Portland, OR  |  503-922-1934

Tailor-made: a Littleford cargo rack in the works…

Detachable integrated racks are time consuming. A custom rear cargo rack can take nearly as long as the rest of the touring bike to build. Needless to say, making them does little toward funding my next R&D trip– but the ride quality and load stability of an integrated rack is so much better than those adjustable bracket racks that I can’t not offer them on my bikes.

So, for the technically curious, here is how the detachable integration comes about…

The rack begins with a drawing, which was done along with the frame drawing before anything was built.

Next the rack's horizontal strut receptacles are installed through the seat stays. The holes are drilled slightly smaller, then filed by hand to the correct angle, position, and 3/8 inch size. Next, two pieces of stainless tubing are brazed into the holes; a longer 3/8 inch length makes a tunnel and restores structural integrity to the stay. A smaller and much shorter segment is then brazed inside the larger tube to act as a stop for the rack strut. Tolerances are very small. Any misalignment here will cause further (and increasing) inaccuracies as I fabricate the rack.

Next an attachment chassis is made. Consisting of two parts, the chassis will act as the foundation of the rest of the rack, insuring that the finished rack snaps neatly into place without any bending or tension. The bottoms of the chassis assemblies are stainless steel and mount outsite the drop out eyelets.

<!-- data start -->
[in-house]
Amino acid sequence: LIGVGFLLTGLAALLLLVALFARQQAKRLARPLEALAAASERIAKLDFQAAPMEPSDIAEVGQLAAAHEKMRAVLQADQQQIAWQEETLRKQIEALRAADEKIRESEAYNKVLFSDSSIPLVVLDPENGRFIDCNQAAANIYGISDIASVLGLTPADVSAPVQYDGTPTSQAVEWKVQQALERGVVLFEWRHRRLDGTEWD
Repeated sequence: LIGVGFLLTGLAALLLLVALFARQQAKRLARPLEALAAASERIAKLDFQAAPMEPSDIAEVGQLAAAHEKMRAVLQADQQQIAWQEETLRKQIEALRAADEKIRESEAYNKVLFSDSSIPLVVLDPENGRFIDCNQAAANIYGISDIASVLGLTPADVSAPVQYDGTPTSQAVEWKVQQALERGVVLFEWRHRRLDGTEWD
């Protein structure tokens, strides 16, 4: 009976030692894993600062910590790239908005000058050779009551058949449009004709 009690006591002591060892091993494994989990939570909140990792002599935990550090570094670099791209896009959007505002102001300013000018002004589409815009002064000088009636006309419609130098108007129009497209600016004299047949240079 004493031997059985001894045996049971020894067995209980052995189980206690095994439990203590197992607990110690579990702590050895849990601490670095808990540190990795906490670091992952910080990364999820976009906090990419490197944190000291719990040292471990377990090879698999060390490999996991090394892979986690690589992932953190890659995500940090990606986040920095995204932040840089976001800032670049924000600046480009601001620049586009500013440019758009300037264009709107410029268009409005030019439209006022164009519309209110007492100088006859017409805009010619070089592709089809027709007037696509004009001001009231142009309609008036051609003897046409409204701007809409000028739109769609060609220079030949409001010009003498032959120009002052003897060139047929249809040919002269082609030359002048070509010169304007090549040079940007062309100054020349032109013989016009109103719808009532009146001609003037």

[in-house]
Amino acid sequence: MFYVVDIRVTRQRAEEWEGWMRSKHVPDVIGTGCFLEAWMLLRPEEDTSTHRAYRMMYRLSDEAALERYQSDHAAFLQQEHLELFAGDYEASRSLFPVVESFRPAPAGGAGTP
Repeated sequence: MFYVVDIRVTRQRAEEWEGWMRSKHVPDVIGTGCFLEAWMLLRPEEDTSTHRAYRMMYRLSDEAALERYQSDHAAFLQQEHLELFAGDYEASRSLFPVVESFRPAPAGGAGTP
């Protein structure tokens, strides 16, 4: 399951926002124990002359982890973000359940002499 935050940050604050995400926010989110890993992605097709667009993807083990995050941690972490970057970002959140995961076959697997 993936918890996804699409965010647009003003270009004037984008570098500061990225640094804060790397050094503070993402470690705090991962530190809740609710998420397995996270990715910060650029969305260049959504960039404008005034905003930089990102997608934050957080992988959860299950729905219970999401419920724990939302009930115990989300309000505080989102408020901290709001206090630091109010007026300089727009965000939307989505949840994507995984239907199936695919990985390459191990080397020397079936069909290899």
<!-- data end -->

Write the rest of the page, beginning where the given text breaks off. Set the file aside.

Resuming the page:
Up above, the seat stay struts' outer chromoly tubing is precisely mitered to meet, but not quite touch the seat stay surface (thus preserving the paint), while a stainless perpendicular inner face is held fast to its mate hidden inside the seat stay attachment.

Here the underside, where the hidden 5mm allen bolts anchor the struts.

Now that the chassis is in place, I start bending the subassemblies that will make the rest of the rack . Here are the top surface and rear strut segments.

Rack top surface and front segment.

The front segment is attached to the chassis...

Then the top surface and rear strut segments can be brazed into place to complete the outer framework.

At this point I decided it would be easier to miter and fit the reinforcement strut portion of the front segment as a separate piece and splice it into the framework later. I remove the curved portion and braze the subassemblies together to complete the outer framework.